– You Gotta Like Her! Award – Judy Schleicher
“I remember collecting aluminum foil chewing gum liners during World War II. I wore hand-me-downs from my sister – hello! I spent some time living on a farm, learning about ecology and watching animals grow. A healthy environment pays off; we must have green places,” remarks Judy Schleicher, the dark-haired, bubbly Morris County version of Judy Garland. Judy has a long herstory of involvement in Morris County environmental endeavors, ranging from serving on the Denville Planning Board (where she was introduced to water issues) to presiding over both McRides (a transportation management association) and Protect Our Wetland, Water and Woods (a land trust that recently applied for funding to acquire Hog Pen Rock, a tract of “historically significant” land in Denville). Judy devotes considerable time right now to her duties as vice president of the Morris County Park Commission for whom land preservation and stewardship of that land are top priorities.
“Scout” of This World Award – Mary-Ann Lewis
If you’re curious as to how scraps of L’Eggs pantyhose evolve into Frisbees or geode balls, just ask Mary-Ann Lewis, program coordinator for the Morris Area Girl Scout Council (MAGSC). Mary-Ann has created those items as well as volleyball nets from used plastic beverage carrier rings and scoop catchers from gallon-sized milk jugs. She’s also taught Girl Scouts themselves how to make and use this kind of sports equipment. Three cheers for reuse! In addition, Mary-Ann has been instrumental in having MAGSC partner with the MCMUA in the Adopt the Alamatong Wellfield project through which Girl Scouts learn about the wellfield from Michelle Burke, MCMUA environmental specialist, and then venture into the wellfield to pull up invasive vegetation such as Russian olive trees. Because the Russian olive tree is a monoculture, its presence reduces biodiversity in the area − that’s not good! Several Girl Scouts who have become Alamatong Wellfield experts and have spent at least 15 hours laboring there, will receive their badges this evening. Girl Scouts Sara Gabel, Maxine Gates, Karen Hao, Erica Higdon. Kerriann O’Boyle, Becky Snelson, Emily Snyder were recipients of Adopt the Alamatong badges.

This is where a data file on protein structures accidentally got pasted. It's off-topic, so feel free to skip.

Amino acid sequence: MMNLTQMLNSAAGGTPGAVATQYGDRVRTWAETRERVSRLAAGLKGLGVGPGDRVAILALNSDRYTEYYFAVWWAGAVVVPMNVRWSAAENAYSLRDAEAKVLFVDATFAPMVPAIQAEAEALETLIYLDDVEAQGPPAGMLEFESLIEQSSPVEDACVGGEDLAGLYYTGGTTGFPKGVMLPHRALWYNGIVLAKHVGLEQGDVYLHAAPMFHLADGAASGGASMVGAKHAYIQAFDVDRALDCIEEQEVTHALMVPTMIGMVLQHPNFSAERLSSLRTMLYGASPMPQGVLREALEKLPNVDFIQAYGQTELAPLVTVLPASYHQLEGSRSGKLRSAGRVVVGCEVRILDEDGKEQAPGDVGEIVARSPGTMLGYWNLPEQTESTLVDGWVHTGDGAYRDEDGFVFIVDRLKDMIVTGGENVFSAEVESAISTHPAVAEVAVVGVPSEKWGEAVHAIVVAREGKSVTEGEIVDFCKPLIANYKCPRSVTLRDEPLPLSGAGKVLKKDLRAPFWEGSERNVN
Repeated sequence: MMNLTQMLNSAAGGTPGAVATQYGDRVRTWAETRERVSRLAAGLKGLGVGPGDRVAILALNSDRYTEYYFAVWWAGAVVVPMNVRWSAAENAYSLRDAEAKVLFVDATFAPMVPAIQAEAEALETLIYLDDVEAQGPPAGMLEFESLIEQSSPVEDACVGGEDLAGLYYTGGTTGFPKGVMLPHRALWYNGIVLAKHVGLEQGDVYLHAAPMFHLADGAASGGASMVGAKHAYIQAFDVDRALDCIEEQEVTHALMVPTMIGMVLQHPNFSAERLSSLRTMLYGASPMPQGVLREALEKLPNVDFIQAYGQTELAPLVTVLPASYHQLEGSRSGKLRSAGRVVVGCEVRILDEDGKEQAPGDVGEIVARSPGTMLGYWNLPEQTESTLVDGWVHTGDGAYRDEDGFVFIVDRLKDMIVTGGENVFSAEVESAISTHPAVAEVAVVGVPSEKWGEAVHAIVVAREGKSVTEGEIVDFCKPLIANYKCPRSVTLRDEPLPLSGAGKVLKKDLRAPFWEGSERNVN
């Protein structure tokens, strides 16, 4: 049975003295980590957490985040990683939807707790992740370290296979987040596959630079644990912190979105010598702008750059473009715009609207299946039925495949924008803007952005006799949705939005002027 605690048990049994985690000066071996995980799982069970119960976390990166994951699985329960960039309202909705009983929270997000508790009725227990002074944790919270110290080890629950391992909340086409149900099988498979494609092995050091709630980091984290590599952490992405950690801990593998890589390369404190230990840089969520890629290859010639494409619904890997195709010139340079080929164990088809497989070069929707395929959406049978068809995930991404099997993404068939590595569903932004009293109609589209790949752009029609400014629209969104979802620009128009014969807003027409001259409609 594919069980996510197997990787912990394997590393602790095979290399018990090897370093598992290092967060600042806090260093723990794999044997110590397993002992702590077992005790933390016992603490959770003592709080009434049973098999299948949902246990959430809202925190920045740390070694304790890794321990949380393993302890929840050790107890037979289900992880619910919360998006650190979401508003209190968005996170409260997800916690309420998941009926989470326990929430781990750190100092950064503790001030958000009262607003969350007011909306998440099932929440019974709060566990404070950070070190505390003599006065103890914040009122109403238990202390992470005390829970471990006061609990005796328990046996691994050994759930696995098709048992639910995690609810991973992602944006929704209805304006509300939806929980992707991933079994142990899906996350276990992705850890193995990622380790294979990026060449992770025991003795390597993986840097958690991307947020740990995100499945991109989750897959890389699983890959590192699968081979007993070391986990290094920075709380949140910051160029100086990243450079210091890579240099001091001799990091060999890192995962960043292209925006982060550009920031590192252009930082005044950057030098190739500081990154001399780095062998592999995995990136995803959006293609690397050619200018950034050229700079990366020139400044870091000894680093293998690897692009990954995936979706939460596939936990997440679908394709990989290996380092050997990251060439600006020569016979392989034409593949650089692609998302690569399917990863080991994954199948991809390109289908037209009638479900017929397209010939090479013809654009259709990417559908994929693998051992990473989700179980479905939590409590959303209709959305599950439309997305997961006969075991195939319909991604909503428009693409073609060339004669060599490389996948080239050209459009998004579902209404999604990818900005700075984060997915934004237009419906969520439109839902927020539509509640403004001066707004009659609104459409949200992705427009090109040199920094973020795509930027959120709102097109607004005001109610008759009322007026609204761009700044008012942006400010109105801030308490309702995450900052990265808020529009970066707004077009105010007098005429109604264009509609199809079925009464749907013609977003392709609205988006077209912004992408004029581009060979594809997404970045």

to Toe Conservation Award – Woman’s Club of Denville
The list is quite long. At the top (or the head, if you will) is the annual collection of used eyeglasses, with more than 600 pairs garnered in 2004 and 2005. At the bottom (or the toe, if you will) is the autumn 2004 collection of over 600 pairs of used sneakers that were then recycled through the Nike Reuse-A-Shoe program. When Barbara McCloskey, president, says that the club is committed to recycling and conservation efforts, she is most serious. Herewith a few of the projects that the club has been involved with: 1) overseeing the collection and recycling of plastic beverage carrier rings at two local recycling centers (more than 136,262 carriers have been diverted from the landfill so far; 2) the collection of over 200 used ink-jet cartridges, with the proceeds from their sale going to a local land trust, and; 3) the collection of more than 35,000 children’s books that have been distributed to foster families in Morris County and schools in Dover, Irvington, Newark and Paterson. These ongoing projects have been a part of the Denville Woman’s Club mission for at least 50 years, and they have certainly contributed toward a better environment.
It, Pick It, Pack It Award – Cub Scout Pack 249, Budd Lake